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Evidently, Sherlock Holmes was onto something. Today's Wall Street Journal (that other journal) column "The Informed Reader" had a writeup of a feature in November's National Geographic: Remember This: Forgetting Can Be Beneficial (subscription may be required):
The brain's habit of remembering past traumas in vivid detail, while, say, losing track of where one put the car keys, actually serves people well. "If we remembered everything," writes journalist Joshua Foer, "we'd be drowning in irrelevant information."

In the short story "Funes the Memorious," Argentine writer Jorge Luis Borges described how a character's inability to forget anything meant he couldn't prioritize the events of his life or make generalizations. "To think is to forget," wrote Mr. Borges. Science is backing him up. Harvard University psychologist Daniel Schacter tells National Geographic that forgetting is the price individuals pay for being able to interpret the world around them.

Does that ring a bell? It immediately reminded me of Holmes telling Watson (in A Study in Scarlet) that it was part if his responsibility to ignore facts that were irrelevant to his career, such as the fact that the Earth revolves around the Sun:
“You appear to be astonished,” he said, smiling at my expression of surprise. “Now that I do know it I shall do my best to forget it.”
“To forget it!”
“You see,” he explained, “I consider that a man’s brain originally is like a little empty attic, and you have to stock it with such furniture as you choose. A fool takes in all the lumber of every sort that he comes across, so that the knowledge which might be useful to him gets crowded out, or at best is jumbled up with a lot of other things, so that he has a difficulty in laying his hands upon it. Now the skilful workman is very careful indeed as to what he takes into his brain-attic. He will have nothing but the tools which may help him in doing his work, but of these he has a large assortment, and all in the most perfect order. It is a mistake to think that that little room has elastic walls and can distend to any extent. Depend upon it there comes a time when for every addition of knowledge you forget something that you knew before. It is of the highest importance, therefore, not to have useless facts elbowing out the useful ones.”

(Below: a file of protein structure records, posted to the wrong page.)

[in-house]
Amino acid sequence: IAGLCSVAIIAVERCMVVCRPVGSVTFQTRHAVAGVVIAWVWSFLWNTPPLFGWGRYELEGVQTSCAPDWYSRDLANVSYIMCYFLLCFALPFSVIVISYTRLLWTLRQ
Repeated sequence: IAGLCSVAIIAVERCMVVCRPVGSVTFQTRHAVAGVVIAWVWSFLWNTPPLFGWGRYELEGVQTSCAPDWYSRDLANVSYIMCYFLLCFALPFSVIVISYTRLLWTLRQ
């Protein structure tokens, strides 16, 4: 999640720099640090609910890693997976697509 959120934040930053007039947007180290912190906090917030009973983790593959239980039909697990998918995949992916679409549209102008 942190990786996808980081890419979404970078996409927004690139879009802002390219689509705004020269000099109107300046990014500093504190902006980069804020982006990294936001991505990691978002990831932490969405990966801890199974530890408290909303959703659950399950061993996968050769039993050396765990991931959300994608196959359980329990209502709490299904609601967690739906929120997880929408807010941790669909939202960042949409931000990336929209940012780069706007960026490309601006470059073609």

“But the Solar System!” I protested.
“What the deuce is it to me?” he interrupted impatiently: “you say that we go round the sun. If we went round the moon it would not make a pennyworth of difference to me or to my work.”

1 comments:

Anonymous said... October 24, 2007 at 11:10 AM

I was going to write something, but I forgot what

Harold Stackhurst

 
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